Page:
Solar Park Opportunities
Date of Article
Aug 20 2010

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With the introduction of generous guaranteed Feed-in Tariffs for renewable electricity production in April, there has been a surge in interest for all different types of renewable energy projects.  The new prospect that will be of interest to farmers is the opportunity to let land to solar park developers.  Secure in the knowledge that the Feed-in Tariff is paid by the electricity companies, so safe from Government cuts, there are a number of companies scouring the South West for 25 to 30 acre blocks of flat or south facing land. 

Thomas Ireland of Carter Jonas’ Wells office is already advising a number of farmers on the promotion of their land and helping them negotiate the best deal possible.  The Solar Park developers are willing to pay rents of £1,000 to £2,000 per acre per annum for the land that they need, which is significantly more profitable for farmers than growing corn.  A rent of £40,000 per annum is also a good retirement fund or helpful diversification to underpin a farmer’s agricultural business.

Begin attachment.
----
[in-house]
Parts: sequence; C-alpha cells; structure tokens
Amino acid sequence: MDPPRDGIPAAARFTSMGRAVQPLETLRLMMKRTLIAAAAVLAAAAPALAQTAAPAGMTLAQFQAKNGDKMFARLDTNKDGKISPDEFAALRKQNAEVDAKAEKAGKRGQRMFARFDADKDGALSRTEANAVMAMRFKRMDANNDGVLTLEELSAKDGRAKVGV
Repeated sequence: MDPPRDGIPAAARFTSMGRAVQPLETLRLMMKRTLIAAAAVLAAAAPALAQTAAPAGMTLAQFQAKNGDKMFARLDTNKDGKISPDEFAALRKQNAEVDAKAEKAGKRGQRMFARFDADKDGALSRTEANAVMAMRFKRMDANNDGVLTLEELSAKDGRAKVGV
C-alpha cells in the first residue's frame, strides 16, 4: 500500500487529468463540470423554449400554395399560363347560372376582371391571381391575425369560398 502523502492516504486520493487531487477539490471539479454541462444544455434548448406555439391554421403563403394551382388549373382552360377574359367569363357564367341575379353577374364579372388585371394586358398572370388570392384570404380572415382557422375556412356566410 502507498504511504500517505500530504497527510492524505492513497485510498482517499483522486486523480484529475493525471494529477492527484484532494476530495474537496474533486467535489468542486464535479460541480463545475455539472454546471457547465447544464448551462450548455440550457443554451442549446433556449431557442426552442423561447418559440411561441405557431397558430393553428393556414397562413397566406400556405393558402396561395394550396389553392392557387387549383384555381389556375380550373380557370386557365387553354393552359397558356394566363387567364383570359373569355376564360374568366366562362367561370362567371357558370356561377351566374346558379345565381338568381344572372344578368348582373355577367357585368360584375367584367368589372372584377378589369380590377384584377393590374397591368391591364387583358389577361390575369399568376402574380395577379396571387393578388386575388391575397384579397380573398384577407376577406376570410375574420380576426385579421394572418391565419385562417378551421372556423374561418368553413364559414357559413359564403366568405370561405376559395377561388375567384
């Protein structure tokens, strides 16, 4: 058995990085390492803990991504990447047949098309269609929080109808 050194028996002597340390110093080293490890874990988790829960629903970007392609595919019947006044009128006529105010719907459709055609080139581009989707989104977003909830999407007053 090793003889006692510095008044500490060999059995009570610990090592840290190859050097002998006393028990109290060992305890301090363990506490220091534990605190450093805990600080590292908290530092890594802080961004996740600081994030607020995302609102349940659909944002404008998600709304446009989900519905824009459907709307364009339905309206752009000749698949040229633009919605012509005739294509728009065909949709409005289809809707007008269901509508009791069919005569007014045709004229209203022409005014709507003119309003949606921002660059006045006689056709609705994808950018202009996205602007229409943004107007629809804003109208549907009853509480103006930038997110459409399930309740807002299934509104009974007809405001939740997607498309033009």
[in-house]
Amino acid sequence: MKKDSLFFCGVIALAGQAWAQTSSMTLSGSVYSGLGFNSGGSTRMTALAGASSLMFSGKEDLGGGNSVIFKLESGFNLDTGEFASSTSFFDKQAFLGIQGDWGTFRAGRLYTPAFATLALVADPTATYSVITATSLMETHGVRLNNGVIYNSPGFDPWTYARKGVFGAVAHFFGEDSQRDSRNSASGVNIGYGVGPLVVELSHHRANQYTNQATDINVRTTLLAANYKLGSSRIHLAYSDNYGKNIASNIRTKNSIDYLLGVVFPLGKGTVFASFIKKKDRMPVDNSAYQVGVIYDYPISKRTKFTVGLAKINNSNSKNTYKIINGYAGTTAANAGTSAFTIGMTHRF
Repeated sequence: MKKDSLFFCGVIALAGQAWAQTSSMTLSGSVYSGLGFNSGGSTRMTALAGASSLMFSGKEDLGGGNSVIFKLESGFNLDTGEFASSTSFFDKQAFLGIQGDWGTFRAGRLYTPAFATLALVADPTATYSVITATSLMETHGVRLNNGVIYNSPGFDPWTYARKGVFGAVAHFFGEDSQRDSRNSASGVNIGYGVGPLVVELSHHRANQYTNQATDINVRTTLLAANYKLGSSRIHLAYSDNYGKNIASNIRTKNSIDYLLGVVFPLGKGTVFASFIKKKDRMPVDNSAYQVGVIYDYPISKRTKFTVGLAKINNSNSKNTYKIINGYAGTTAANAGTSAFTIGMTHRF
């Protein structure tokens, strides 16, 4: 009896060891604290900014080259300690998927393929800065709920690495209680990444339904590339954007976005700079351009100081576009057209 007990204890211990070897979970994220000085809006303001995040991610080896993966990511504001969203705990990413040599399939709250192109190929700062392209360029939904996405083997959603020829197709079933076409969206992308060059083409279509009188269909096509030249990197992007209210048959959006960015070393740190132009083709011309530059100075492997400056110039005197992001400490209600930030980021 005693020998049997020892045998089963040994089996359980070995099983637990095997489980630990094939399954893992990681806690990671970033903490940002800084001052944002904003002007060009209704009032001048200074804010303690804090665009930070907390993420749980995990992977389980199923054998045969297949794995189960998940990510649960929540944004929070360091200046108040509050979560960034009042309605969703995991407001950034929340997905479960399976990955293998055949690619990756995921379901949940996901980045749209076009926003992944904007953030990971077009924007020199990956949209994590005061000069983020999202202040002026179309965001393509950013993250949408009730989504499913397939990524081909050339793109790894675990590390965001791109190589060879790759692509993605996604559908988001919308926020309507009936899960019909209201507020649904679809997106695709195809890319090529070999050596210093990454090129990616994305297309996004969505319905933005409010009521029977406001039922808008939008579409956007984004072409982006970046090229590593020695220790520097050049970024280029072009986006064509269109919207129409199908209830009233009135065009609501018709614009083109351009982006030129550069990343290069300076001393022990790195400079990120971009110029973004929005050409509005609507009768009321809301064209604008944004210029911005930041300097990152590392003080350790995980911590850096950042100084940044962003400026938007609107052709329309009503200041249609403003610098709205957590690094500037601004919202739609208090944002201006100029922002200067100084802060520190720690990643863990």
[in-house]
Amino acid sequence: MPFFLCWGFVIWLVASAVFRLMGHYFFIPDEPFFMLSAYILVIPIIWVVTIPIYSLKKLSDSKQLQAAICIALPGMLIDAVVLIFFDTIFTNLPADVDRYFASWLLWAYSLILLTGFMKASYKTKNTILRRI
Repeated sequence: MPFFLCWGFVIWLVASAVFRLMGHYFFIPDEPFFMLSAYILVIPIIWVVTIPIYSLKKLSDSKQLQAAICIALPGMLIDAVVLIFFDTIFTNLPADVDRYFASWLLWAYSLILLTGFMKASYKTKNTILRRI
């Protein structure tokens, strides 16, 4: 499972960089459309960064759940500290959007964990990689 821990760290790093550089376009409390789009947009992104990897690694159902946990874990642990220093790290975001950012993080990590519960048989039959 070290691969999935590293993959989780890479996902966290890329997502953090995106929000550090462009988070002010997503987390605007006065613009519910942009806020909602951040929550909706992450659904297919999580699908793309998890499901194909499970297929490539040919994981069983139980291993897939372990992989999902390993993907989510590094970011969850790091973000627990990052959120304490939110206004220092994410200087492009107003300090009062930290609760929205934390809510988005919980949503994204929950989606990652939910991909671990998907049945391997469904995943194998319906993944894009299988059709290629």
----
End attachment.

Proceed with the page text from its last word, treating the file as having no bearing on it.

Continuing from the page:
In terms of electricity generation, the Solar Parks will normally have a capacity of 5MW and are likely to generate approximately five million kWh of electricity.  In layman terms, this is enough to power 1500 average sized houses.

As described above, the developers are after 25 acre sites that are flat or south facing, not designated for their wildlife or landscape, have reasonable access, do not immediately adjoin residential areas and benefit from a National Grid connection near by.  The reason for developers rushing around to sign up sites as soon as possible is that the Feed-in tariff rate of 29.3p per kWh drops to 26.8p per kWh in April 2012.  There is also a race on for the prestige of being the first developer to switch on a solar park in the UK.

In a new boom market such as this there are inevitably a lot of new firms popping up, who claim to be solar park developers but have little knowledge of the sector and even less true financial backing.  It is therefore well worth taking independent expert advice from a firm such as Carter Jonas as early as possible in the process and certainly before you sign any form of agreement. 

For more information please contact Thomas Ireland.